Director: Bradley Cooper
Cast: Bradley Cooper, Lady Gaga, Sam Elliott, Dave Chappelle, Andrew Dice Clay, and Anthony Ramos.
Synopsis: Seasoned musician Jackson Maine discovers — and falls in love with — struggling artist Ally. She has just about given up on her dream to make it big as a singer until Jackson coaxes her into the spotlight. But even as Ally’s career takes off, the personal side of their relationship is breaking down, as Jackson fights an ongoing battle with his own internal demons.
Some might say that four versions of the same movie is a few too many, but when the latest attempt is as remarkably powerful and utterly raw as Bradley Cooper’s, you’ve just got to shut up, sit back and enjoy the ride.
Cooper, who worked as a director, co-writer, actor, songwriter, and producer on the film, absolutely dominates all areas of filmmaking, reaching heights that one rarely reaches with a directorial debut. Cooper shows excellent skill behind the camera, creating a unique visual style for A Star Is Born, while simultaneously telling a compelling story and giving the actors enough material and freedom to deliver some genuinely breathtaking performances. While some story beats will feel familiar to anyone that’s seen the previous versions, Cooper differentiates his remake by making necessary changes to the material and exploring the characters in more depth.
More than any of the others, this telling of A Star Is Born spends more time and focuses more heavily on the personal journey that the two characters are on. The script, which Cooper wrote with Eric Roth and Will Fetters, delves further into Jackson and Ally as individuals and explores the relationship between them more intimately and compellingly. These two characters are on two very different paths, as one rises into the spotlight and the other falls from it, but the script does a brilliant job of bringing those two stories together and maintaining a tight focus on the love between Jackson and Ally. The script should also be recognized and applauded for making the relationship more two-sided, with Jackson and Ally working together as equal partners in both their relationship and their professional lives.
The most significant difference between Cooper’s A Star Is Born, , and any other version is undoubtedly the way that Ally (Lady Gaga) is represented and it’s that very difference that makes this the definitive telling of the Hollywood tale. Gaga’s version of the character takes a more active role in the story, and instead of being handed everything on a silver platter, Ally creates her path and achieves success for herself, with only a small nudge from Cooper’s character. On more than one occasion we see Ally refuse to be made a fool of or be mistreated.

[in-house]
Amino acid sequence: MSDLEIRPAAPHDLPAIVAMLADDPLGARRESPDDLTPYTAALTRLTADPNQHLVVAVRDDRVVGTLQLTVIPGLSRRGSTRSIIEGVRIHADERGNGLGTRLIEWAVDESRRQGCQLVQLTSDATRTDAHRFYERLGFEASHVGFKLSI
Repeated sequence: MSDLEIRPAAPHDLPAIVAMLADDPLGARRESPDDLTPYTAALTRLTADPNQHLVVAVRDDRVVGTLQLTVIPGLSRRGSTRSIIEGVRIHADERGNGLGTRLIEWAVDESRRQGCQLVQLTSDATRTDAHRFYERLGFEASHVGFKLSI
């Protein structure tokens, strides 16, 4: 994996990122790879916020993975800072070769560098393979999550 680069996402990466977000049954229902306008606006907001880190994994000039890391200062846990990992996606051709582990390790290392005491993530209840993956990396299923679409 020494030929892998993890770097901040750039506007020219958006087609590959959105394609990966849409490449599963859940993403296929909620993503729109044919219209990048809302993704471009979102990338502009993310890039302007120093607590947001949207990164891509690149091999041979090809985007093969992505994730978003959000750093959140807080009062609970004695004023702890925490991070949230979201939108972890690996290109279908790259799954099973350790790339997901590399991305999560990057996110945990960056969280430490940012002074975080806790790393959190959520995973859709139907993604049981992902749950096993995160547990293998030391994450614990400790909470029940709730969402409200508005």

Gaga delivers a phenomenal and utterly breathtaking performance as Ally, proving herself to be not only a brilliant vocalist but also an extraordinary actor. It couldn’t have been easy to follow legends like Judy Garland or Barbra Streisand, but Gaga makes the role her own and unquestionably nails her performance. As for Cooper, the writer/director’s work in front of the camera is every bit as impressive as his work behind it. While as an actor Cooper has racked up his fair share of memorable roles, he delivers a career-best performance here, and the fact that he has an excellent singing voice (god really does give with two hands) also helps. Watching the film, it’s evident in every frame, and every passing second that both Cooper and Gaga care deeply about the story they’re telling and the characters that they’re portraying, which makes it easier to believe and fall in love with what they have created. It’s always thrilling to watch a movie knowing that everyone involved worked their absolute hardest to deliver a unique experience.
Another advantage that Cooper’s remake has over the other versions is the more profound message and the underlying theme about what it means to be a musician/artist and staying true to who you are, no matter what the world throws at you. Instead of merely giving us an entertaining story with great music and stopping there, Cooper ensured that his film had something to say and by implanting that theme within his story, the director has guaranteed his film will stand the test of time.
A Star Is Born does run into some minor issues when it comes to pacing, as the story seems to lose a bit of the momentum in the third act. However, the two great performances and the remarkable soundtrack (I’d recommend downloading) help to give the film a boost and thanks to some of those truly brilliant original tracks, the film never reaches a point where it feels too long or boring.
Not only is A Star Is Born an outstanding directorial debut for Cooper, it’s a brilliantly acted re-telling of the classic Hollywood story, and despite some minor pacing issues, the film never fails to bring a smile or tear. I will be astonished if we’re not talking more about this film, its performances, and its soundtrack when it comes to the Academy Awards.